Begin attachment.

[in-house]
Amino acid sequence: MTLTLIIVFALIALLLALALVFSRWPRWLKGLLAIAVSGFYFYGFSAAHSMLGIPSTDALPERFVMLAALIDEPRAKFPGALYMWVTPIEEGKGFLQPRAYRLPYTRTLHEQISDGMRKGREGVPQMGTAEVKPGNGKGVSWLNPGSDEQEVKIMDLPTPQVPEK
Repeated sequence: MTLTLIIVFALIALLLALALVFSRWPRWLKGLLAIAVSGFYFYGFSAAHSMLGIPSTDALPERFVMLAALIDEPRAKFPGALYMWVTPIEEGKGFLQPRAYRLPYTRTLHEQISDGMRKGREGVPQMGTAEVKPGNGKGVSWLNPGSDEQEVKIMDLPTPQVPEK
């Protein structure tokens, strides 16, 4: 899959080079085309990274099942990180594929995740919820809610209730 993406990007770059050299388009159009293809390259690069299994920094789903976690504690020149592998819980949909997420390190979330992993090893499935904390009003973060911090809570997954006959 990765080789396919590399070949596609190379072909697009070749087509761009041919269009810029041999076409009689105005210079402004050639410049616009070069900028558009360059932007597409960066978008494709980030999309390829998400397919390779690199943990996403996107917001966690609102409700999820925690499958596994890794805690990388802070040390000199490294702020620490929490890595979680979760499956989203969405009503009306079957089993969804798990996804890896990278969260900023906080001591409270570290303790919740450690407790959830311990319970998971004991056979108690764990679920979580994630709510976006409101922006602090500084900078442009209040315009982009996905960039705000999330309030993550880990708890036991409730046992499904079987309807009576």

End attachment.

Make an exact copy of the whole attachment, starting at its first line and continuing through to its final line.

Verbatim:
[in-house]
Amino acid sequence: MTLTLIIVFALIALLLALALVFSRWPRWLKGLLAIAVSGFYFYGFSAAHSMLGIPSTDALPERFVMLAALIDEPRAKFPGALYMWVTPIEEGKGFLQPRAYRLPYTRTLHEQISDGMRKGREGVPQMGTAEVKPGNGKGVSWLNPGSDEQEVKIMDLPTPQVPEK
Repeated sequence: MTLTLIIVFALIALLLALALVFSRWPRWLKGLLAIAVSGFYFYGFSAAHSMLGIPSTDALPERFVMLAALIDEPRAKFPGALYMWVTPIEEGKGFLQPRAYRLPYTRTLHEQISDGMRKGREGVPQMGTAEVKPGNGKGVSWLNPGSDEQEVKIMDLPTPQVPEK
């Protein structure tokens, strides 16, 4: 899959080079085309990274099942990180594929995740919820809610209730 993406990007770059050299388009159009293809390259690069299994920094789903976690504690020149592998819980949909997420390190979330992993090893499935904390009003973060911090809570997954006959 990765080789396919590399070949596609190379072909697009070749087509761009041919269009810029041999076409009689105005210079402004050639410049616009070069900028558009360059932007597409960066978008494709980030999309390829998400397919390779690199943990996403996107917001966690609102409700999820925690499958596994890794805690990388802070040390000199490294702020620490929490890595979680979760499956989203969405009503009306079957089993969804798990996804890896990278969260900023906080001591409270570290303790919740450690407790959830311990319970998971004991056979108690764990679920979580994630709510976006409101922006602090500084900078442009209040315009982009996905960039705000999330309030993550880990708890036991409730046992499904079987309807009576």